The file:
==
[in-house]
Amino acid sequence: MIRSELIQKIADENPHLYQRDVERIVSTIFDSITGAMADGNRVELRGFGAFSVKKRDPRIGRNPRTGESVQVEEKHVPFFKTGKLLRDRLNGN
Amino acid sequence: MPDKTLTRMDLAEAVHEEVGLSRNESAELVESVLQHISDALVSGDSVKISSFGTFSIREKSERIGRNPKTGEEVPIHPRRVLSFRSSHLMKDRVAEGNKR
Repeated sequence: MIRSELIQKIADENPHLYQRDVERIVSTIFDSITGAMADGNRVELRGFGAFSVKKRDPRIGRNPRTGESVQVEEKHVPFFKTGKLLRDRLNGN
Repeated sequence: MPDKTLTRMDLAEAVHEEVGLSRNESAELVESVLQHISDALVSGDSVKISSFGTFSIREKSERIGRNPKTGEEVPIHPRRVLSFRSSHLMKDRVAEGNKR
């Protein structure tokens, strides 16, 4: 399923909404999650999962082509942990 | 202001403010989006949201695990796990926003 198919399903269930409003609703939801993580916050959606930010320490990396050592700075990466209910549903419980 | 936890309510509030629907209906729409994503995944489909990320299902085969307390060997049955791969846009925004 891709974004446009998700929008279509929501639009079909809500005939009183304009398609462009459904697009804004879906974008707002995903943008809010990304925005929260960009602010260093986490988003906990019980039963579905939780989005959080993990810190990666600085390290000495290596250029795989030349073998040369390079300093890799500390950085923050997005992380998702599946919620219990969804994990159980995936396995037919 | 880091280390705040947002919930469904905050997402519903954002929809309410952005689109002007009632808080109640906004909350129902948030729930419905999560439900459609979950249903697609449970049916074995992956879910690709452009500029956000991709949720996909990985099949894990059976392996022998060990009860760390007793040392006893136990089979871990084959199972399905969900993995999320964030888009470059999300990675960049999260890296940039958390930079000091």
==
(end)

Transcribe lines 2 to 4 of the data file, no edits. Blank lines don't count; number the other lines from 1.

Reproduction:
Amino acid sequence: MIRSELIQKIADENPHLYQRDVERIVSTIFDSITGAMADGNRVELRGFGAFSVKKRDPRIGRNPRTGESVQVEEKHVPFFKTGKLLRDRLNGN
Amino acid sequence: MPDKTLTRMDLAEAVHEEVGLSRNESAELVESVLQHISDALVSGDSVKISSFGTFSIREKSERIGRNPKTGEEVPIHPRRVLSFRSSHLMKDRVAEGNKR
Repeated sequence: MIRSELIQKIADENPHLYQRDVERIVSTIFDSITGAMADGNRVELRGFGAFSVKKRDPRIGRNPRTGESVQVEEKHVPFFKTGKLLRDRLNGN